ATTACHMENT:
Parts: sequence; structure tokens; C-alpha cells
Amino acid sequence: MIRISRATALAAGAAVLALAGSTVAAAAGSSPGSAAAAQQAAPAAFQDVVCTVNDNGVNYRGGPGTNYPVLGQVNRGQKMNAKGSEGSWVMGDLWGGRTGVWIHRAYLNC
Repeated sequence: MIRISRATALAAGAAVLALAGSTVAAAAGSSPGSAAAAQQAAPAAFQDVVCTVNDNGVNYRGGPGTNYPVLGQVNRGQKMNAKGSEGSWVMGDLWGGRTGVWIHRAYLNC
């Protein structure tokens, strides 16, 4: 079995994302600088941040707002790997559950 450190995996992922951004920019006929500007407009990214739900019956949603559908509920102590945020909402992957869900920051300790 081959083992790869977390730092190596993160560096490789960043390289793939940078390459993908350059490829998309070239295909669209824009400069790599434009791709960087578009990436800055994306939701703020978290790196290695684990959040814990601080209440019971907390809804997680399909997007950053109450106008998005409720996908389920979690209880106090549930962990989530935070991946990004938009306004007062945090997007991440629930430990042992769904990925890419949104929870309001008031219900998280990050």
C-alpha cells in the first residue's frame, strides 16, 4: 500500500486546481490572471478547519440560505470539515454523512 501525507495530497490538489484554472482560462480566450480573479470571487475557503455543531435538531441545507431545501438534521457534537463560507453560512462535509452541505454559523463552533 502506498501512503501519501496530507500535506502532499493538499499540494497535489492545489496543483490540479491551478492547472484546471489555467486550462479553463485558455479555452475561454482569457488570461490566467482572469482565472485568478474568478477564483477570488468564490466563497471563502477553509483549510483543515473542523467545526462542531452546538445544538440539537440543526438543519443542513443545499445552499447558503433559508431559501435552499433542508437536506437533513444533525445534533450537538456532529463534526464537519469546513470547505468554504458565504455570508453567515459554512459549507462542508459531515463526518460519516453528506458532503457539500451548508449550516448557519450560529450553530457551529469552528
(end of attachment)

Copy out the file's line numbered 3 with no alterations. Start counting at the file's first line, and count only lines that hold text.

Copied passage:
Repeated sequence: MIRISRATALAAGAAVLALAGSTVAAAAGSSPGSAAAAQQAAPAAFQDVVCTVNDNGVNYRGGPGTNYPVLGQVNRGQKMNAKGSEGSWVMGDLWGGRTGVWIHRAYLNC